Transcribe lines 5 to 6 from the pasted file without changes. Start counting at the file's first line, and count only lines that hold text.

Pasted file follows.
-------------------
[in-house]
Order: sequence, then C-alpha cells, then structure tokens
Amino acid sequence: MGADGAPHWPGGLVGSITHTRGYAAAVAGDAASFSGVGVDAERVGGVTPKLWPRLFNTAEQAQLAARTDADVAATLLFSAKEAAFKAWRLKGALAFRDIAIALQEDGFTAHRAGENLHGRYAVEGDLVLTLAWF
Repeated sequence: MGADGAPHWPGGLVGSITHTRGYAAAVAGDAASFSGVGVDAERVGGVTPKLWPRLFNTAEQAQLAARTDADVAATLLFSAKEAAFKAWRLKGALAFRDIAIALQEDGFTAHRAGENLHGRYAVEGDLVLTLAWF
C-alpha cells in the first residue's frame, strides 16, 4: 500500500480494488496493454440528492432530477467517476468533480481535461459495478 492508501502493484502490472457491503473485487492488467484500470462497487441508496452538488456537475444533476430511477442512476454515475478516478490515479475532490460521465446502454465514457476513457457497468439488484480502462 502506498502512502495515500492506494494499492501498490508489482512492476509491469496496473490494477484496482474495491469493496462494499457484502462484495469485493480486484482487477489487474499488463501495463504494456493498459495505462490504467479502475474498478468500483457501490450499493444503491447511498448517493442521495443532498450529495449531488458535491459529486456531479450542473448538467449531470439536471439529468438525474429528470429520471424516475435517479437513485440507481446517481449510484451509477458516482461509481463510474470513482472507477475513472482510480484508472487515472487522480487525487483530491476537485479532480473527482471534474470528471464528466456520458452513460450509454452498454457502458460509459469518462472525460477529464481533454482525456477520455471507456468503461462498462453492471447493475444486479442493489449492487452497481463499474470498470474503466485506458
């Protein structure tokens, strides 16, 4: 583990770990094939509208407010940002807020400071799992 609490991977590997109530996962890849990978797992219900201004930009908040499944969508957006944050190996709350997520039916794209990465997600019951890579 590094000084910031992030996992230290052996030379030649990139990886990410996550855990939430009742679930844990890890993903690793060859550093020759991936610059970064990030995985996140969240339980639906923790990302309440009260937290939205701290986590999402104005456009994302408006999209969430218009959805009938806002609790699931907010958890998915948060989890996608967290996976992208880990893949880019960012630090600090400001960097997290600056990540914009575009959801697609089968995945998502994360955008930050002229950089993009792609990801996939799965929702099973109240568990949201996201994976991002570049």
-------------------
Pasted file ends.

C-alpha cells in the first residue's frame, strides 16, 4: 500500500480494488496493454440528492432530477467517476468533480481535461459495478 492508501502493484502490472457491503473485487492488467484500470462497487441508496452538488456537475444533476430511477442512476454515475478516478490515479475532490460521465446502454465514457476513457457497468439488484480502462 502506498502512502495515500492506494494499492501498490508489482512492476509491469496496473490494477484496482474495491469493496462494499457484502462484495469485493480486484482487477489487474499488463501495463504494456493498459495505462490504467479502475474498478468500483457501490450499493444503491447511498448517493442521495443532498450529495449531488458535491459529486456531479450542473448538467449531470439536471439529468438525474429528470429520471424516475435517479437513485440507481446517481449510484451509477458516482461509481463510474470513482472507477475513472482510480484508472487515472487522480487525487483530491476537485479532480473527482471534474470528471464528466456520458452513460450509454452498454457502458460509459469518462472525460477529464481533454482525456477520455471507456468503461462498462453492471447493475444486479442493489449492487452497481463499474470498470474503466485506458
């Protein structure tokens, strides 16, 4: 583990770990094939509208407010940002807020400071799992 609490991977590997109530996962890849990978797992219900201004930009908040499944969508957006944050190996709350997520039916794209990465997600019951890579 590094000084910031992030996992230290052996030379030649990139990886990410996550855990939430009742679930844990890890993903690793060859550093020759991936610059970064990030995985996140969240339980639906923790990302309440009260937290939205701290986590999402104005456009994302408006999209969430218009959805009938806002609790699931907010958890998915948060989890996608967290996976992208880990893949880019960012630090600090400001960097997290600056990540914009575009959801697609089968995945998502994360955008930050002229950089993009792609990801996939799965929702099973109240568990949201996201994976991002570049």